Should .terraform.lock.hcl be included in the .gitignore file?Posted by Joshua Falken on June 28, 2023 at 1:43 pm
From my current knowledge, there is no reason
.terraform.lock.hclshould be included in the
.gitignore. Nothing about this file is private, right?
MemberJune 28, 2023 at 1:43 pm
Per the Terraform documentation on the Dependency Lock File:
Terraform automatically creates or updates the dependency lock file each time you run the terraform init command. You should include this file in your version control repository so that you can discuss potential changes to your external dependencies via code review, just as you would discuss potential changes to your configuration itself.
The key to understanding why you should commit that file is found in the following section on Dependency Installation Behavior:
When terraform init is working on installing all of the providers needed for a configuration, Terraform considers both the version constraints in the configuration and the version selections recorded in the lock file.
If a particular provider has no existing recorded selection, Terraform will select the newest available version that matches the given version constraint, and then update the lock file to include that selection.
If a particular provider already has a selection recorded in the lock file, Terraform will always re-select that version for installation, even if a newer version has become available. You can override that behavior by adding the -upgrade option when you run terraform init, in which case Terraform will disregard the existing selections and once again select the newest available version matching the version constraint.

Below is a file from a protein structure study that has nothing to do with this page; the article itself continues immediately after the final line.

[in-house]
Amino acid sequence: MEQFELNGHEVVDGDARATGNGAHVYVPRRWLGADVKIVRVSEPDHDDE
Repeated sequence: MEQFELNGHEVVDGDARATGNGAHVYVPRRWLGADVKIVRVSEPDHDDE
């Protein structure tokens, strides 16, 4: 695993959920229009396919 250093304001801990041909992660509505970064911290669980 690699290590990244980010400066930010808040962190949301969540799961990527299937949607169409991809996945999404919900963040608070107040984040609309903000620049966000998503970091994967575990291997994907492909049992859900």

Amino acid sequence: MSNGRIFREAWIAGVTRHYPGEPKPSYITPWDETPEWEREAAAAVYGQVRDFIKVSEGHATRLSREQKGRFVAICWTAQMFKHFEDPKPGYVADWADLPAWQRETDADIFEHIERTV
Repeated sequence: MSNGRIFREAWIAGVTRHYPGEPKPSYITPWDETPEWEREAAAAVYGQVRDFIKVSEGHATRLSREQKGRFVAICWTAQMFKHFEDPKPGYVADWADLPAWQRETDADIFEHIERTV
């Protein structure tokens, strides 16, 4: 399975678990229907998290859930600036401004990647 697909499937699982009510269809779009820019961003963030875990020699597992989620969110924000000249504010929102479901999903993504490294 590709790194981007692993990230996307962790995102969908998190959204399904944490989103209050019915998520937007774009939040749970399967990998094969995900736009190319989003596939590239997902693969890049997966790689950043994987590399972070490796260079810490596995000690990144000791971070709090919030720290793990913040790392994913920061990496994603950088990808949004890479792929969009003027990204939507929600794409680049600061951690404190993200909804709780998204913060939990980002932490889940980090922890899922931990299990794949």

Essentially this is intended to have Terraform continue to use the version of the provider selected when you added it. If you do not checkin the lock file, you will always be automatically upgraded to the latest version that obeys the constraint in code, which could lead to unintended consequences.
Note: You can force Terraform to upgrade when doing the init call by passing the -upgrade flag.
terraform init -upgrade
Update for Cross-Platform Development
From the Terraform documentation on the providers lock command:
Specifying Target Platforms In your environment you may, for example, have both developers who work with your Terraform configuration on their Windows or macOS workstations and automated systems that apply the configuration while running on Linux.
In that situation, you could choose to verify that all of your providers support all of those platforms, and to pre-populate the lock file with the necessary checksums, by running terraform providers lock and specifying those three platforms:
terraform providers lock \ -platform=windows_amd64 \ -platform=darwin_amd64 \ -platform=linux_amd64 \ -platform=darwin_arm64 \ -platform=linux_arm64
The above example uses Unix-style shell wrapping syntax for readability. If you are running the command on Windows then you will need to replace the backslashes with carets (for
cmd) or backticks (for PowerShell).
So you should still check the lock file into version control, but you should ensure the lock file contains the checksums for providers on all platforms.